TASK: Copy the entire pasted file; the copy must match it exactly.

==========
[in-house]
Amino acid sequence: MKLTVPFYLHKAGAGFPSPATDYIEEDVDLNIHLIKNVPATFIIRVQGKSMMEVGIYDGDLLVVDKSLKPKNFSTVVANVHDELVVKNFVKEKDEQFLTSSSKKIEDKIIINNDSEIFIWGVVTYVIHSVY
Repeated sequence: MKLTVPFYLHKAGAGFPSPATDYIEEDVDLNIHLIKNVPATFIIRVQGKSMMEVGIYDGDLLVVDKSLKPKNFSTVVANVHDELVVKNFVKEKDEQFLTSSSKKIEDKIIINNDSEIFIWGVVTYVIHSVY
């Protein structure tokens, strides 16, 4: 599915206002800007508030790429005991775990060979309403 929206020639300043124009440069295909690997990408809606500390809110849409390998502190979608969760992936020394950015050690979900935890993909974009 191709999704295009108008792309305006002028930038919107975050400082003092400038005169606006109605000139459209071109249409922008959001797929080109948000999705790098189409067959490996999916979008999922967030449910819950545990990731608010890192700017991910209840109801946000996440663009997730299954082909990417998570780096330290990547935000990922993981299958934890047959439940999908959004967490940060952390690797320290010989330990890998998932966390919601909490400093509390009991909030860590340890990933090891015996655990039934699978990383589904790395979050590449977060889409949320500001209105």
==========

[in-house]
Amino acid sequence: MKLTVPFYLHKAGAGFPSPATDYIEEDVDLNIHLIKNVPATFIIRVQGKSMMEVGIYDGDLLVVDKSLKPKNFSTVVANVHDELVVKNFVKEKDEQFLTSSSKKIEDKIIINNDSEIFIWGVVTYVIHSVY
Repeated sequence: MKLTVPFYLHKAGAGFPSPATDYIEEDVDLNIHLIKNVPATFIIRVQGKSMMEVGIYDGDLLVVDKSLKPKNFSTVVANVHDELVVKNFVKEKDEQFLTSSSKKIEDKIIINNDSEIFIWGVVTYVIHSVY
């Protein structure tokens, strides 16, 4: 599915206002800007508030790429005991775990060979309403 929206020639300043124009440069295909690997990408809606500390809110849409390998502190979608969760992936020394950015050690979900935890993909974009 191709999704295009108008792309305006002028930038919107975050400082003092400038005169606006109605000139459209071109249409922008959001797929080109948000999705790098189409067959490996999916979008999922967030449910819950545990990731608010890192700017991910209840109801946000996440663009997730299954082909990417998570780096330290990547935000990922993981299958934890047959439940999908959004967490940060952390690797320290010989330990890998998932966390919601909490400093509390009991909030860590340890990933090891015996655990039934699978990383589904790395979050590449977060889409949320500001209105």